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New Illinois Law Prohibits Most Employers from Relying on Credit History in Making Employment Decisions



August 13, 2010

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Labor & Employment 
Legal Updates

On August 10, 2010, Public Act 096-1426 (Employee Credit Privacy Act) was signed into law by Illinois Governor Pat Quinn. This Act, which becomes effective on January 1, 2011, prohibits most Illinois private employers from using an employee’s or applicant’s personal financial history or other credit information, including credit reports, in making any employment decision. Exempted from this statute are banking and financial institutions, insurance or surety businesses, state law enforcement or investigative unit, state or local governmental agencies that require use of credit history or credit report, and debt collection entities. Also exempted are positions where the employer can demonstrate that the credit information is justified as a bona fide occupational requirement for that position.

The Act prohibits Illinois employers employing one or more persons from obtaining credit histories, credit reports, or any other information, written or otherwise, concerning “borrowing and repaying behavior,” or that otherwise “bears on a consumer’s creditworthiness, credit standing, credit capacity or credit history.”

Exclusions. The statute governs all employers except those specifically excluded or exempted. Five categories are excluded from coverage:

  • Banking institutions, including savings and loans, credit unions or any subsidiary or affiliate of such institution
  • Insurance or surety companies as defined by the Illinois Insurance Code
  • Any state law enforcement or investigative unit
  • Any state or local government agency “which otherwise requires use of the employee’s or applicant’s credit history or credit report”
  • Any entity defined as a debt collector under federal or state law

Bona Fide Occupational Requirement Exemption. The statute also authorizes exceptions for those positions for which the employer can demonstrate the use of the financial and credit information is justified as a “bona fide occupational requirement.” This requires that the positions at issue meet at least one of seven specific criteria:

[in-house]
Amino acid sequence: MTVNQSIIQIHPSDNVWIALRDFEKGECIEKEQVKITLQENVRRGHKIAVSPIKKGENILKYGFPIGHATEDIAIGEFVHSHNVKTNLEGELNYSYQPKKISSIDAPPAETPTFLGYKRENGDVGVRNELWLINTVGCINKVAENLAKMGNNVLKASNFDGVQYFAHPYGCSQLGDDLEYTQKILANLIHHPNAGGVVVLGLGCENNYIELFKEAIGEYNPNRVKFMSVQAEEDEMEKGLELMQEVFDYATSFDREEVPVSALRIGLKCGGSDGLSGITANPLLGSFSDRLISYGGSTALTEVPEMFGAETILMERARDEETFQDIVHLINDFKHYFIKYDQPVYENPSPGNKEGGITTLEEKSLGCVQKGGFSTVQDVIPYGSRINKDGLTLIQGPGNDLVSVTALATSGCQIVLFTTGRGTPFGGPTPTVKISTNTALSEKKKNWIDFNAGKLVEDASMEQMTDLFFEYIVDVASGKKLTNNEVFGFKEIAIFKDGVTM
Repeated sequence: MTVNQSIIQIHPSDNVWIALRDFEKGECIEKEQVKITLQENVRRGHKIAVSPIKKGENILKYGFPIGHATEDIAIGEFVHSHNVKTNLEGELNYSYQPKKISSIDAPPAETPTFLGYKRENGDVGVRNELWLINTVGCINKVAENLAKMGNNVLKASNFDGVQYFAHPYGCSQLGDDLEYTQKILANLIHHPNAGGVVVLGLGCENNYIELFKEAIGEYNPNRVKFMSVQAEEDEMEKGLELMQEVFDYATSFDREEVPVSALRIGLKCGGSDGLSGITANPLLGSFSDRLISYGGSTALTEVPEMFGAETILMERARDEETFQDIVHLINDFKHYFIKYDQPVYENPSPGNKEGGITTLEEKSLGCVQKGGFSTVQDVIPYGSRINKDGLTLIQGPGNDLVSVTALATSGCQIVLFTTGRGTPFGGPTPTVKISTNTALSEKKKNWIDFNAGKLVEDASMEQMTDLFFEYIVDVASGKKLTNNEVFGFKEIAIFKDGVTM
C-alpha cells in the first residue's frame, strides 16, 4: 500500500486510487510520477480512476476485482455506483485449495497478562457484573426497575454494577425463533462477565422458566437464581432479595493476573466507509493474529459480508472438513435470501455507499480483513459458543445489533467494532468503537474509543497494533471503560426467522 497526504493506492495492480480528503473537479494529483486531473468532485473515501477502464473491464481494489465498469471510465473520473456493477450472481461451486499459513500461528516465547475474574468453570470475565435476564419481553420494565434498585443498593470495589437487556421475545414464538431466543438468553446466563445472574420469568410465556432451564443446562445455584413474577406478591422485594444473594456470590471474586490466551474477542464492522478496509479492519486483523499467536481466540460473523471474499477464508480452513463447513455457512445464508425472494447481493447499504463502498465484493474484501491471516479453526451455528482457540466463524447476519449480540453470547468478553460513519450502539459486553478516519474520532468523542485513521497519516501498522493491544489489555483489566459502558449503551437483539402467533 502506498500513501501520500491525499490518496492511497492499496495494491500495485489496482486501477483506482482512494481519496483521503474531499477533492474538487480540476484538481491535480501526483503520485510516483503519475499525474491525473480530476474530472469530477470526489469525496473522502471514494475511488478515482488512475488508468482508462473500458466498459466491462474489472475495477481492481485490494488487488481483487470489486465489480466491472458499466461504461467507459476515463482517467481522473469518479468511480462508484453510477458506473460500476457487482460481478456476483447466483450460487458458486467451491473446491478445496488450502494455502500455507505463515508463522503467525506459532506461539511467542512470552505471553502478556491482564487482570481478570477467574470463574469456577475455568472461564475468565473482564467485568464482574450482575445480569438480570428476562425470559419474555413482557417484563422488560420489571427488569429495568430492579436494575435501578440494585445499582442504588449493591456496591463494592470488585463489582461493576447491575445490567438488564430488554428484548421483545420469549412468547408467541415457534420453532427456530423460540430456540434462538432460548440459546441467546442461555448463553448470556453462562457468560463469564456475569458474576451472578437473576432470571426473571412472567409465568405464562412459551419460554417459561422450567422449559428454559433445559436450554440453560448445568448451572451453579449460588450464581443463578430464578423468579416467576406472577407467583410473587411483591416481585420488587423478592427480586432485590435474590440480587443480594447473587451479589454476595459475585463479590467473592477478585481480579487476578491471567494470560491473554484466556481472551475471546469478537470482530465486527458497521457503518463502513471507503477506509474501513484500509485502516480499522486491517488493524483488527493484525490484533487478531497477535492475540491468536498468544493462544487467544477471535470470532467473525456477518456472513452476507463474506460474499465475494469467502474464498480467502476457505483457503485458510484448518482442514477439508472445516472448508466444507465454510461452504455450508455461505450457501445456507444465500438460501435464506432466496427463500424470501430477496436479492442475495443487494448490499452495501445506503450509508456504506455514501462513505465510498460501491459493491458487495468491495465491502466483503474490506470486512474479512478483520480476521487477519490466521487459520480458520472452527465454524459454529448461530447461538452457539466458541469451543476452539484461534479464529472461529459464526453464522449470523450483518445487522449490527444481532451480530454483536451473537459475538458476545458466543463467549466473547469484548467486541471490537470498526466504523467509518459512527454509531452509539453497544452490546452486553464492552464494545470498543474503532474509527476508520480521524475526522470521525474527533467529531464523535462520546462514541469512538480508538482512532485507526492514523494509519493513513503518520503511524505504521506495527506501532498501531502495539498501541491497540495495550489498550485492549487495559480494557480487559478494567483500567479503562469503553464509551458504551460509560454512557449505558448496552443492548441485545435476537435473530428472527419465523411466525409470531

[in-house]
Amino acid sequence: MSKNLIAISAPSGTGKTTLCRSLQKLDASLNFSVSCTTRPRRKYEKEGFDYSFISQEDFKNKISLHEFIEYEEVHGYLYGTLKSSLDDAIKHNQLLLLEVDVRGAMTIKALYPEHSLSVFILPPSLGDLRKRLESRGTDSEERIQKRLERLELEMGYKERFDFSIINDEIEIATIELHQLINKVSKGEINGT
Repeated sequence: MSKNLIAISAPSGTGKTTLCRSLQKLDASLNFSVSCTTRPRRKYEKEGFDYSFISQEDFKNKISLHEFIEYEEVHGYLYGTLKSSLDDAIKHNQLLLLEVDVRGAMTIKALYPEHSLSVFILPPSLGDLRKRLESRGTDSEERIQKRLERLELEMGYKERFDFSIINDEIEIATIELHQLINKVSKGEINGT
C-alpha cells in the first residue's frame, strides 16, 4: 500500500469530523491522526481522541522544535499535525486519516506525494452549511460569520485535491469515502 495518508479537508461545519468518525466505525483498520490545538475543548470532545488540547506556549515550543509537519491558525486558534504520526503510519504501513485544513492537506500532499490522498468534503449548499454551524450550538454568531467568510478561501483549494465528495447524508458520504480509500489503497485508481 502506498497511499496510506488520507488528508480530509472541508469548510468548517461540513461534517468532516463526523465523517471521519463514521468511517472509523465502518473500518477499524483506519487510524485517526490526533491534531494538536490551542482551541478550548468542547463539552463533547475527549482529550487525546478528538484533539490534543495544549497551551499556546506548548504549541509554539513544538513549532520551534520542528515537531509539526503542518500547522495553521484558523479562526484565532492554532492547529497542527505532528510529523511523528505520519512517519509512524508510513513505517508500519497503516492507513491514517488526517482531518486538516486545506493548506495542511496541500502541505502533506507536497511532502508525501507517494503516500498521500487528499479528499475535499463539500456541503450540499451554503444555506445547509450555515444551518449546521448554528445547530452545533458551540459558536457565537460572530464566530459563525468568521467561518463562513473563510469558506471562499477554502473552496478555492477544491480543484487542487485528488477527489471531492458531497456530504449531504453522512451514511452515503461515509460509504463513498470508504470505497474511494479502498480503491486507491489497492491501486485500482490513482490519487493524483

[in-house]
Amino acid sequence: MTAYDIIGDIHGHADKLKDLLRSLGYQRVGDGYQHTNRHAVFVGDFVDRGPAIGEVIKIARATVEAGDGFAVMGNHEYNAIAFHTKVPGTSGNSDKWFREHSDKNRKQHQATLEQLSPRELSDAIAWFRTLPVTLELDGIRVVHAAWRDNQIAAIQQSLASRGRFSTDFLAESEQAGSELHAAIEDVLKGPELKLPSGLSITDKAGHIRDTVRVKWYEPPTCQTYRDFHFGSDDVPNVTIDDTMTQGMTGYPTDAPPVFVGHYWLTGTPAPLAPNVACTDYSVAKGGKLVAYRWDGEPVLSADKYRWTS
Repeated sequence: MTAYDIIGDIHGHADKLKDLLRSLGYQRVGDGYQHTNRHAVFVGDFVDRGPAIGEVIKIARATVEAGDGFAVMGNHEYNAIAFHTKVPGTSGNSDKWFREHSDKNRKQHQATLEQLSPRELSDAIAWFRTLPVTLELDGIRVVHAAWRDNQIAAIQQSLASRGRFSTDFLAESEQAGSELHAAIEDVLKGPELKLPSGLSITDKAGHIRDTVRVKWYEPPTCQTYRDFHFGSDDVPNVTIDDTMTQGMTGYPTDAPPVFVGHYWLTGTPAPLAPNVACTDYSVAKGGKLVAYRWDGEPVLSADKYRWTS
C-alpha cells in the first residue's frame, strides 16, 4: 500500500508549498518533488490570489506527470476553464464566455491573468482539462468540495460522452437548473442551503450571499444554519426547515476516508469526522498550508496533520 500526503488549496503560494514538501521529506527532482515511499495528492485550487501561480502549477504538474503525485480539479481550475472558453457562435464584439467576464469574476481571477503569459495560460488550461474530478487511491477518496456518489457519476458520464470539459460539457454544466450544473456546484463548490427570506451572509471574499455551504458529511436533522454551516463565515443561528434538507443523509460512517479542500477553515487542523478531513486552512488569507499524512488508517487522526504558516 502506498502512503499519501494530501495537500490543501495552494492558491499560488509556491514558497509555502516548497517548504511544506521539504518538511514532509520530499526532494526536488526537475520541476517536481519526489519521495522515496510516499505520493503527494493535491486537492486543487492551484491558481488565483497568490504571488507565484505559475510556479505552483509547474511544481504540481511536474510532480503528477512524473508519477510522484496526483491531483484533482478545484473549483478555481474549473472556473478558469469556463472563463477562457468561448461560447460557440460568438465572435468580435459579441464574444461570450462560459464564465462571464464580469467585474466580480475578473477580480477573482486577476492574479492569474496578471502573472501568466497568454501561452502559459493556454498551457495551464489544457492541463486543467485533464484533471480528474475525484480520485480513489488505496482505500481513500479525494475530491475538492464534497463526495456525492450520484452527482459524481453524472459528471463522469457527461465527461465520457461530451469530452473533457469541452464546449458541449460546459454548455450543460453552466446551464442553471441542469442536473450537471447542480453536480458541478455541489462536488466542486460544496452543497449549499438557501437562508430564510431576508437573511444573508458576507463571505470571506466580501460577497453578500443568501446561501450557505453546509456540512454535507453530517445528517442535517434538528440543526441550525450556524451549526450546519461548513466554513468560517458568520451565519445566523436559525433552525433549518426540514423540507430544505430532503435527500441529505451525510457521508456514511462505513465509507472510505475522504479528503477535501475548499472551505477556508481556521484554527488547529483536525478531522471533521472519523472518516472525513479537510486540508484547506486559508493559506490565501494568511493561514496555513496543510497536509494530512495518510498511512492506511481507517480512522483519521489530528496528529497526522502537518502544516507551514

• Where state or federal law requires bonding or other security for the position
  • Where the position includes “custody of or unsupervised access to cash or marketable assets valued at $2,500 or more
  • Where the position has signatory power over business assets of $100 or more per transaction
  • Where the position is a managerial position that involves “setting the direction or control of the business”
  • Where the position involves access to personal or confidential information, financial information, trade secrets, or state or national security information
  • Any position that the U.S. Department of Labor or Illinois Department of Labor has defined by administrative rule or regulation that credit history is a bona fide occupational requirement
  • Where the employee’s or applicant’s credit history is required by, or exempt under, federal or state law

Prohibited Actions. The statute prohibits non-exempt employers from making any employment decision, from hiring to termination, because of the individual’s credit history or credit report. They are prohibited from making any inquiry about the individual’s credit history, or from ordering or obtaining a credit report from a consumer reporting agency. The statute also prohibits retaliating against any individual who files a complaint under this law, or who testifies, assists or participates in any action under this law, or who opposes a violation of this law.

Remedies. The remedies available to individuals for violation of this law include injunctive relief, damages, costs and attorneys fees.

What This Means To You
If you are currently using credit information in making employment decisions, you should evaluate whether you fall under any of the business exemptions of the law. If not, you should evaluate whether there are positions where the bona fide occupational applies, and document that evaluation and justification. Finally, you should advise personnel involved in employment decisions, including supervisors, of the requirements and prohibitions of the law and include the law in your periodic supervisory training.

Contact Information
Should you have any questions about this law or its application, please contact your Husch Blackwell Sanders attorney.

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Terry L. Potter

Senior Counsel